Linking data is the only to make sense out of it. Without links it is simply a sea of noise. Noise that is growing at an astonishing rate.

Evolve or Die: Why Everyone Needs to Know About Artificial Intelligence

Human currently doubles every 5 years — your cognitive capacity does not.

In fact, cognitive capacities are much the same for any individual human as they were before we learned enough to form civilizations. So we are only as smart as our capacity to learn — and that capacity has limits. One such limit is the Dunbar Number which is the theoretical limit of the number of people with whom you can maintain meaningful relationships. This is thought to be between 100 and 200 people. So even though I might have over 800 Facebook friends — most are people whom I do not have sustainable, long-term relationships. Many of these “friends” are people I knew in high school and have long since lost contact (except through Facebook). Interestingly, about 142 people made a personal effort to wish me a happy birthday (130 were on Facebook) — reflecting a value  that falls within widely accepted values for the Dunbar Number (which can be thought of as a Dunbar Limit).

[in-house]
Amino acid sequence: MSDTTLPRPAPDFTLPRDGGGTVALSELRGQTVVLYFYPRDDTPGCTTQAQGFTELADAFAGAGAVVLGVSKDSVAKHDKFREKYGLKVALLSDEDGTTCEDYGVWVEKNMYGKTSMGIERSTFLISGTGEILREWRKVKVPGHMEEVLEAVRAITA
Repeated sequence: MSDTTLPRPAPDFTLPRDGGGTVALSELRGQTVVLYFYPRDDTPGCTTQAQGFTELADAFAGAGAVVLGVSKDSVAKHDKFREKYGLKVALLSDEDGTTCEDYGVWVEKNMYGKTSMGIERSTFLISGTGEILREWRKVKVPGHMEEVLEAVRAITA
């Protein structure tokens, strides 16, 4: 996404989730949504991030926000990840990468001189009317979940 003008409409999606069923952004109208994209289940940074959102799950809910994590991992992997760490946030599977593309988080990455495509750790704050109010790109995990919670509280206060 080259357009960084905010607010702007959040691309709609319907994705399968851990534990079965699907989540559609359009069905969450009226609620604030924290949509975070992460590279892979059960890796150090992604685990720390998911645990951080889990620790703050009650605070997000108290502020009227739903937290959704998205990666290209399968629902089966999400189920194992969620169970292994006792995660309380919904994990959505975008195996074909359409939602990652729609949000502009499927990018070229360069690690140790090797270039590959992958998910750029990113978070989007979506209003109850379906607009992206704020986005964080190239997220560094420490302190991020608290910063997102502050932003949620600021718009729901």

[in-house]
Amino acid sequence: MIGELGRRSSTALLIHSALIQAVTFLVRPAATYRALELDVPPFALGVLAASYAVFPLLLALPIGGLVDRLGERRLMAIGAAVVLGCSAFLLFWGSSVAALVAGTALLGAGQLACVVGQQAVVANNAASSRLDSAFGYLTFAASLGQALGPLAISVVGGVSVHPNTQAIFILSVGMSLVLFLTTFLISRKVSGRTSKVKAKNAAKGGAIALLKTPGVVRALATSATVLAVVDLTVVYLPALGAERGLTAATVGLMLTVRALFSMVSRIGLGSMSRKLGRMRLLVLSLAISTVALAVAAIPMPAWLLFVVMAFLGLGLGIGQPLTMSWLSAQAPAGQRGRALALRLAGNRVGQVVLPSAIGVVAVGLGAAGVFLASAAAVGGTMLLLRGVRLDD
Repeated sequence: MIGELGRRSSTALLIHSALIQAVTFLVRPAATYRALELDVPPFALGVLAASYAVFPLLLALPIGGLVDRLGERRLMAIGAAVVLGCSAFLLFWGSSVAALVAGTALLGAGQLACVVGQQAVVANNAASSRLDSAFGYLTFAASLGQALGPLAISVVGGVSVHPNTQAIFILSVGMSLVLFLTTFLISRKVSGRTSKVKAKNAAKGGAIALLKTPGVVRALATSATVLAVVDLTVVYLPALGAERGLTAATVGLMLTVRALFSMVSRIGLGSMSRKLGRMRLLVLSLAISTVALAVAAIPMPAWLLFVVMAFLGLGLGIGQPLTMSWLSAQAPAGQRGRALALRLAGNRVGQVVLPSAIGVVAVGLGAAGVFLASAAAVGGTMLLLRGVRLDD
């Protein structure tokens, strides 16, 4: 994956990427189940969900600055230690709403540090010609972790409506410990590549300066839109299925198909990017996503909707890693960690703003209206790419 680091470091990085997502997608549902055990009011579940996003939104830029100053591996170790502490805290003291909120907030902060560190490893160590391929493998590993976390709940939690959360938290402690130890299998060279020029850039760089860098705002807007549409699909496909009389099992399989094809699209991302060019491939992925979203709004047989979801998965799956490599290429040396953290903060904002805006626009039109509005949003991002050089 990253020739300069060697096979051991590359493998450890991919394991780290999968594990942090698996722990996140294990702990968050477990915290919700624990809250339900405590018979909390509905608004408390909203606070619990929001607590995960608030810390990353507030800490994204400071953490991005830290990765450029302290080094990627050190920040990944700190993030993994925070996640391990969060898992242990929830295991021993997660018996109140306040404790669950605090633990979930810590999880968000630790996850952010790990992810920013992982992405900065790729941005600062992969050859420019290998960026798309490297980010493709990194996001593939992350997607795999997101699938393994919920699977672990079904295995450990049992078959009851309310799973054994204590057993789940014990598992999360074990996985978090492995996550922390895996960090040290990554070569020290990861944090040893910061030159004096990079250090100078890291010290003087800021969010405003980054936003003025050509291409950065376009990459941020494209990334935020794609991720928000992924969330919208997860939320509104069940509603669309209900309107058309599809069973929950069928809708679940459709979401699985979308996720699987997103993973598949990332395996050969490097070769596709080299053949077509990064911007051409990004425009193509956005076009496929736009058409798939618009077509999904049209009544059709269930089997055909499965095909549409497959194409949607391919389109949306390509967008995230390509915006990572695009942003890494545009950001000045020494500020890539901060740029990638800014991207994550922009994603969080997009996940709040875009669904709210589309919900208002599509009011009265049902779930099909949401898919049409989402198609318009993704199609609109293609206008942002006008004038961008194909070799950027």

The news for your brain gets worse. Knowledge is continuing to grow faster. Several leading indicators  (such as the adoption newly patented technologies) indicate that this pace will increase exponentially — as predicted by Ray Kurzweil in his now famous essay The Law of Accelerating Returns. Data grows even faster than human knowledge. Data includes both the factual information (that is useful) and all the outputs of sensing devices. Knowledge is the extraction of meaning from data.

Cisco’s Dave Evan’s estimates there are about 35 billion sensors connected to the Internet — enabling an internet of things. That works out to 7 devices for every human on the planet — and growing.

Artificial intelligence is the only way for humans to evolve as fast as our data. If only a few people know about artificial intelligence then only a few people will reap the benefits. Knowing about AI is essential for us to ensure a future filled with greater liberties and opportunities for everyone’s mutual benefit.